Americans use the defence missile system to protect their capital region, which is how India plans to employ it

by Ravi Rikhye

The surprise announcement that India will buy the US/Norwegian Sparrow air defence missile system for $1 billion may have been expedited to mollify the United States.

Given Washington DC’s unhappiness with India going ahead with a $6 billion, five battery S-400 SAM (surface-to-air missiles) purchase from Russia even though the US has issued a waiver (Countering America’s Adversaries through the Sanctions Act), there will be speculation that the Sparrow air defence missile deal is meant to appease the Americans.

India takes very long to buy any weapon, and the US concern over the S-400 became loudly public only about a year ago.

The immediate question that is being asked is this: Why not pick an Indian system or the Israeli Barak 8 in whose development we invested in and that will come into service with the Navy and Air Force?

There is, however, no sinister plot to destroy the development of indigenous SAMs. When it is considered that the classified range of the AIM-120D is believed to be greater than 180 km, the Sparrow is in a different class altogether from indigenous missiles. Moreover, the launch and control component, made by a Norwegian company, has been well-tested in service with multiple countries, including the US.

The Americans use the system to protect their capital region, which is how India plans to employ it. India has been looking for credible missile defence systems for more than two decades to protect its vital establishments, including the national capital and its nuclear installations.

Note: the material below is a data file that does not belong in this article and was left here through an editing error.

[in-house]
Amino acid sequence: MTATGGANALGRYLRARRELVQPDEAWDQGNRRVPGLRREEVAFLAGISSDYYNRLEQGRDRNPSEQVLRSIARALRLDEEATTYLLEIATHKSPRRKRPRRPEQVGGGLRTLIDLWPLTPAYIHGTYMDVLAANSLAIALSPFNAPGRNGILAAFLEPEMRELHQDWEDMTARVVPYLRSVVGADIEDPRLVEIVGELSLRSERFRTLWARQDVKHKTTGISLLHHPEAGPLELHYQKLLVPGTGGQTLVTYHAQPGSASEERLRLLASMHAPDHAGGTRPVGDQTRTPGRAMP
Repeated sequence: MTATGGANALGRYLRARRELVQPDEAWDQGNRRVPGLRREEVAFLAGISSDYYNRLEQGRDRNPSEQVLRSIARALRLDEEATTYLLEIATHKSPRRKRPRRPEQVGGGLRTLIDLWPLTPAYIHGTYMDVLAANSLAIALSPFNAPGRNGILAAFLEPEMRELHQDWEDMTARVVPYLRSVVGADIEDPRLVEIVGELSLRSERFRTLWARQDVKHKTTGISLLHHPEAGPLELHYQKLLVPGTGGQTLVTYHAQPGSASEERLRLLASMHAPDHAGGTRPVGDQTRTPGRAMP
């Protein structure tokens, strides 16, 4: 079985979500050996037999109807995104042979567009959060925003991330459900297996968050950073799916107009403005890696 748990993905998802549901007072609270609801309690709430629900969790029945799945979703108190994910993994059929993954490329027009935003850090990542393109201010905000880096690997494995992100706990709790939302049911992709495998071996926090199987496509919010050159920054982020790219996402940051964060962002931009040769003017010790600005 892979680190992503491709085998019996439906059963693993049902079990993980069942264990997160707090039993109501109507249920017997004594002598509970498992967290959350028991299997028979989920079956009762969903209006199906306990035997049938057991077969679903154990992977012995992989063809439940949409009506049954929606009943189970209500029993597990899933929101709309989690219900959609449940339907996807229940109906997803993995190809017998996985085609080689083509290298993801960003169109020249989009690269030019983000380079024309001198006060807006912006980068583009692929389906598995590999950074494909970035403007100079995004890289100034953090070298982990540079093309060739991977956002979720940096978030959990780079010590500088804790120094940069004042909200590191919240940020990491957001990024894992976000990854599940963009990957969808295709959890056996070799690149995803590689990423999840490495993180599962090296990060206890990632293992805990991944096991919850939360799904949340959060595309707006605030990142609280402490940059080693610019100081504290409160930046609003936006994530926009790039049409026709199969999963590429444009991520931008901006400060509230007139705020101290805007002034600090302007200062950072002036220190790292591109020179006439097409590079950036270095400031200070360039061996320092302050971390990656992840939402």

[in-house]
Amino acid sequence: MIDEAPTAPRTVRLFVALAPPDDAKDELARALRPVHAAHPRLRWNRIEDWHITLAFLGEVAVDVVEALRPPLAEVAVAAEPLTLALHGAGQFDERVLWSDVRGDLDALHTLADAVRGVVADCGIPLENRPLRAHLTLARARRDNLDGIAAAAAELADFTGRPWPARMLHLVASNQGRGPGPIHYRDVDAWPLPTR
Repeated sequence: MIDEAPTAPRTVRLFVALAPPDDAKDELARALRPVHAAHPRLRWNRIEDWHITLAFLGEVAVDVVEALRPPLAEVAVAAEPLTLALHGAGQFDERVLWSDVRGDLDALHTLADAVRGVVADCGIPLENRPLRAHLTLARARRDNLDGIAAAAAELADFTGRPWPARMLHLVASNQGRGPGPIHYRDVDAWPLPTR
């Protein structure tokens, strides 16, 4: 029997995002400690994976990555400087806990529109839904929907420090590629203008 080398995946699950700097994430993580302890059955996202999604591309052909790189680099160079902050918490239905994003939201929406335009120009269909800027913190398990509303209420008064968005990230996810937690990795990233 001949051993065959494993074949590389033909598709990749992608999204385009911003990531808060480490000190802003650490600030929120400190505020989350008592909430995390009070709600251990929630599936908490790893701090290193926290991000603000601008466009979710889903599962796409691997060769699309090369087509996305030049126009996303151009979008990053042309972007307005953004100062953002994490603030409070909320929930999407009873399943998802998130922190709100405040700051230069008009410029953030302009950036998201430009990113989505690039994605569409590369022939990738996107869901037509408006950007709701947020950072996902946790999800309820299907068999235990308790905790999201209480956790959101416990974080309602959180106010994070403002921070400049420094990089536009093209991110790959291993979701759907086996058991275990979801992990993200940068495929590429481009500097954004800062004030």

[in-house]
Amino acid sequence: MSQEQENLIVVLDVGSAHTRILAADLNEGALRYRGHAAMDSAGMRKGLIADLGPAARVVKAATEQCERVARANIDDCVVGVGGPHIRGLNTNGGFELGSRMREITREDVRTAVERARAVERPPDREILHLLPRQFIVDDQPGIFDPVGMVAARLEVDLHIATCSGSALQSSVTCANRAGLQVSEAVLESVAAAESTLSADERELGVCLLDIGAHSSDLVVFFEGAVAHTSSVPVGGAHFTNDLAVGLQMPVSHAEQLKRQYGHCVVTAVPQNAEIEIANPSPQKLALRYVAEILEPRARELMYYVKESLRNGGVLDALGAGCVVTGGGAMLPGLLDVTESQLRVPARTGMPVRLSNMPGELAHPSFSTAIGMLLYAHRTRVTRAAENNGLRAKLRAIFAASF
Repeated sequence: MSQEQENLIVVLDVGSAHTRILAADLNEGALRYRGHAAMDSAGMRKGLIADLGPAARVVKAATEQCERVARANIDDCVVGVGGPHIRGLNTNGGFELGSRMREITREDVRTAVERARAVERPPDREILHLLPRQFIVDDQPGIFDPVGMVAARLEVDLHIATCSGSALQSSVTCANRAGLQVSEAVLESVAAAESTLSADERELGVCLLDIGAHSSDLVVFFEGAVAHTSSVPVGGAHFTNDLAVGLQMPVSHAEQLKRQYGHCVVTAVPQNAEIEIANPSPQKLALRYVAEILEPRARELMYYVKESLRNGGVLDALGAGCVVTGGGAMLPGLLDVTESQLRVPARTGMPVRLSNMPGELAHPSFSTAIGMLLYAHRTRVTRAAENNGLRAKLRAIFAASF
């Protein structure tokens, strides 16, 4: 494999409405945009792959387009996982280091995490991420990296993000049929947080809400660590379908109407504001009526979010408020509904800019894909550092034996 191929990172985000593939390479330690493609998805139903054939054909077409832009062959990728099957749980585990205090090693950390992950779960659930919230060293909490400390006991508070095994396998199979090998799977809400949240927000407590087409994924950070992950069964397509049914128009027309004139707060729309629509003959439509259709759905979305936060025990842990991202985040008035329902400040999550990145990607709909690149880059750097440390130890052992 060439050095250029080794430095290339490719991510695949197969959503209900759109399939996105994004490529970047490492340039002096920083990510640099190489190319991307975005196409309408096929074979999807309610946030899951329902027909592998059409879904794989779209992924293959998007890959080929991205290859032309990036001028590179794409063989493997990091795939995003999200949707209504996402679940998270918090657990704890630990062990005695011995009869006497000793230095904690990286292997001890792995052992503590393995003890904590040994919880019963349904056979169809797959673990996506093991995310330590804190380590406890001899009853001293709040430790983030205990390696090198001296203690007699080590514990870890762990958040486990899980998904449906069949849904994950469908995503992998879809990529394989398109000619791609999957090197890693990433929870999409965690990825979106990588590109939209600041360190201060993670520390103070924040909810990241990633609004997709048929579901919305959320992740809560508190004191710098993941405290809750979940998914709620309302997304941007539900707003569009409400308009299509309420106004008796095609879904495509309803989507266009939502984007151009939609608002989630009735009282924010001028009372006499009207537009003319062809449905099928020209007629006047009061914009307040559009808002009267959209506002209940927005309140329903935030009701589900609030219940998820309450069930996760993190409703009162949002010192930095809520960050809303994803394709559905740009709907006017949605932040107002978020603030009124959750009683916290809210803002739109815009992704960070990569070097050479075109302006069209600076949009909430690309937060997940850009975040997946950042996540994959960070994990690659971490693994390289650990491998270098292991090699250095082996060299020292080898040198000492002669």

What does $1 billion buy us? This is surprisingly difficult to estimate because the structure of each big-ticket SAM deal is different. My high-ball guess is 20 launchers, each with six missiles. The realistic number of launchers could be much lower, perhaps 12 plus. This gives between two and three batteries of six launchers each.

Incidentally, the AIM-120D costs $2 million per round. With training rounds, reloads, regular software updates, spare parts, training, and assured vendor maintenance we could easily be looking at just two batteries. They will replace the now museum piece SAM-3 Pechoras; a squadron in the Indian service has 8 launchers with a load of 32 missiles.

None of this is a solution to India’s serious problem of obsolete equipment. The government of India may not be firm on many things, but one which it refuses to budge from is its stand on severely starving the military of new equipment.

I will not comment on the government’s new metric of noting that the defence equipment takes up one-third of the Centre’s capital budget. This is a hilarious content-free metric without meaning. The government has said that the GDP measure is meaningless because, thanks to our large informal sector, it is understated. Comparing the Indian defence spending to a reasonable estimate of the real GDP will show we spend even less than the budgeted 1.6 per cent or so.

Ravi Rikhye has written 16 books on defence, and co-authored ten others